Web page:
Picture this: a 16 year old boy from Morocco going to the hairdresser to get a “David Beckham” haircut or doodling all sorts of tattoo shapes on his textbook while in class.

Imagine this South African 48 year old lady spending her evenings binge-watching Bollywood movies and gasping at the sight of her favourite Indian actor’s dancing.     

Wouldn’t you agree that those are basic examples of successful brand engagement – ones that went beyond geographical limits?

Indian Dance GIFWatch the full dance GIF from 3:53

Now, thinking about those two people, wouldn’t you also agree that they are favourably disposed to Britain and India respectively and they are likely to choose to consume news, services and products from those countries rather than “rival” ones? Sure they would.     

How did that happen?

They call it ‘Soft Power’. A term I accidently came across that influenced my understanding of effective branding and campaigning.

In case you haven’t heard of the term before now, Soft Power is the use of positive attraction and persuasion to achieve global influence. The term is mainly used in international relations and was first coined in 1990 by Professor Joseph Nye, former Dean of the Harvard Kennedy School of Government. Clever man.

Simply put, Soft Power is a country’s ability to alter the behaviour of others to get what it wants using attraction and persuasion techniques.

According to Mr. Nye, there are basically three ways for a country to get what it wants: coercion (sticks), payments (carrots), and attraction (soft power). Side note: sticks and carrots are considered a hard power such as the military, economic sanctions etc.

What I learnt was that force could get people to do what you want them to do, but it will never be out of conviction or admiration. Think of Greece, Iran and Russia.

History demonstrated that the use of Hard Power could bring results but only temporarily. Eventually, uprisings and revolutions will happen because people don’t like to be oppressed. MarketingJust don’t hard power people

Soft Power on the other hand is very closely linked to branding and it’s about attracting, persuading and influencing people to achieve what you want them to do by appealing to their minds and hearts.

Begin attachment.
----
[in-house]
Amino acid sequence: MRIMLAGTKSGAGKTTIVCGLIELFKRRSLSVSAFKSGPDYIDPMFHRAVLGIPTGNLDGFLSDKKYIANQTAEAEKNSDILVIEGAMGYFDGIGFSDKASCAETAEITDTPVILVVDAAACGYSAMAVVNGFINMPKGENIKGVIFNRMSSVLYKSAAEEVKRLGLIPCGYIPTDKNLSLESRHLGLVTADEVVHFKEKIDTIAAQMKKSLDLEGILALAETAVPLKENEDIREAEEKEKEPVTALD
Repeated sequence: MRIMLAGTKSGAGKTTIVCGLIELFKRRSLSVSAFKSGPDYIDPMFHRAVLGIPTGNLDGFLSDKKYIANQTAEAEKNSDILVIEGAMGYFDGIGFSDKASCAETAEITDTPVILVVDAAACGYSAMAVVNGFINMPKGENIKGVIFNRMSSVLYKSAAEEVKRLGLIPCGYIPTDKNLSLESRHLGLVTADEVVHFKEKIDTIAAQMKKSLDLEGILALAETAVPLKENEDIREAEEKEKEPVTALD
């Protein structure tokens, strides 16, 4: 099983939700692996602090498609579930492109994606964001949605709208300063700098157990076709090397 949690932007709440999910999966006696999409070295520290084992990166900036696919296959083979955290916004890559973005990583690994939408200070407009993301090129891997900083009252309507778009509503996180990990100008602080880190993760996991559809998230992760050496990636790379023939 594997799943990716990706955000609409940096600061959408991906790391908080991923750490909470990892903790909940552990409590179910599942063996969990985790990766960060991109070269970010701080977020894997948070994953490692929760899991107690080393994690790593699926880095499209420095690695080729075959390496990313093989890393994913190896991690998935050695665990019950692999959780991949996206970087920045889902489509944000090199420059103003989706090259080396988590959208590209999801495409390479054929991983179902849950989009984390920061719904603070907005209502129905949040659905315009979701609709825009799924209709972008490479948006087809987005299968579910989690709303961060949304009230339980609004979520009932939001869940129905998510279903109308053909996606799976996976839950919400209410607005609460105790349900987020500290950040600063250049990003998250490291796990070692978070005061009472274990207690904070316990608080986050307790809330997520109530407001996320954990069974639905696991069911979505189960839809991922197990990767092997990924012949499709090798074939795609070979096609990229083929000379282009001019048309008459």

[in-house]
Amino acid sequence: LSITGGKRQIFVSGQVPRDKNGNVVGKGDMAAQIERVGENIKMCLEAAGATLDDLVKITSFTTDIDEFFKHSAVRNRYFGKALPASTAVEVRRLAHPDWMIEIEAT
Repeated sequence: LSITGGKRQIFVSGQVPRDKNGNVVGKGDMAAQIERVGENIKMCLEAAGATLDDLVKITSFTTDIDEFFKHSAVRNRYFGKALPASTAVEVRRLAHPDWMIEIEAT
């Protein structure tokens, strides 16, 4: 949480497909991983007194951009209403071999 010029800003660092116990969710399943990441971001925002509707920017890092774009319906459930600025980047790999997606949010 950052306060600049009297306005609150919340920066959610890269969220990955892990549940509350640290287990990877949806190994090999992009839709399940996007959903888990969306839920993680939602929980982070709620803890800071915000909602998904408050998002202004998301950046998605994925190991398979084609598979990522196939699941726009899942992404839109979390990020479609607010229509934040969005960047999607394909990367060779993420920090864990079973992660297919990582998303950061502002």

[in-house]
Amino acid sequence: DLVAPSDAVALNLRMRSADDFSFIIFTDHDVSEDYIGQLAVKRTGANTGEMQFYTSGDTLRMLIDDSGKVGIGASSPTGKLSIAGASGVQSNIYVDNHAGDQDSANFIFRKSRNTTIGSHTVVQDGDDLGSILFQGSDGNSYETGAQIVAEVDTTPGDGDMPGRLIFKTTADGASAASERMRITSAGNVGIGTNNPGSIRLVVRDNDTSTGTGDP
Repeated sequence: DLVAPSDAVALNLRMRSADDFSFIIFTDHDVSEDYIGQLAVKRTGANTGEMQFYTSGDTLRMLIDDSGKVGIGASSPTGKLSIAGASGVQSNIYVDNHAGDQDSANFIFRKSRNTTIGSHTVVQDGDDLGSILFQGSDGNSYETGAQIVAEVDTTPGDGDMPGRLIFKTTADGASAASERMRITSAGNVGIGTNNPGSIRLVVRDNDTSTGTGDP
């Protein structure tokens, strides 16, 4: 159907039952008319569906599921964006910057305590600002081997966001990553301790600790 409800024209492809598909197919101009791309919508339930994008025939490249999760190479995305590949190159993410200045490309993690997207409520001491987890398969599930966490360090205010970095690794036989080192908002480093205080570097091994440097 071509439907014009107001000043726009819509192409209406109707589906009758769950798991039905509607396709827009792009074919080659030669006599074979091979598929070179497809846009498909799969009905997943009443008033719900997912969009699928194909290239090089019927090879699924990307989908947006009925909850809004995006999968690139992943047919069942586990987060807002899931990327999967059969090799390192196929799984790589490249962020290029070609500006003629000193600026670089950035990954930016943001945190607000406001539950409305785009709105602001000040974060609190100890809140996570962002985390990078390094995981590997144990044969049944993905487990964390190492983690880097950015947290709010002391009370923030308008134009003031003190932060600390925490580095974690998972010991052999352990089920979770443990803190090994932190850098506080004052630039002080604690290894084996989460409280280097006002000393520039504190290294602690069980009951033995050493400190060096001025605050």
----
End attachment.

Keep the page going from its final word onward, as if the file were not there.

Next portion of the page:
There are 3 main pillars that determine a country’s Soft Power:

  • Its culture (when it can be made attractive to others – think Hollywood projecting American culture)
  • Its political values (when seen to be applied locally and overseas. China, for instance, is not doing so well on this one for its record of human rights abuses)
  • Its foreign policies (when they are seen as legitimate. America’s focus on the use of hard power and involvement with several wars isn’t getting credit points on this one)

So what does all this have to do with campaigning and comms work?

We can use the concept of Soft Power on organisational level to attract and engage audiences. My reflections led to me to conclude this:

  • Maximise the value of your assets such as social influencers. They will promote your messages and increase your brand awareness. For example: I tried to reach out to well-known local bloggers that often write about politics and public affairs to help us promote my employer’s projects on freedom of expression.

Working with influencers can be very beneficial since they already have an immense reach. It’s a win-win situation because your campaign can position them in good light and for that reason they will be happy and have fun creating engaging posts with their own style. Often they will help for free and their followers are just waiting to respond to that call to action.

  • Adopt a human style with a “real life” lingo. This will appeal to the hidden personal traits of your audience. Also do post occasional off-target messages. They will make you seem more human and relatable.

 Just don’t use this: “We are strategising our forward facing service protocols to maximise our human infrastructure’s core efficiencies.” 

Make a Vine insteadInstead of a superboal spot, we do a vine video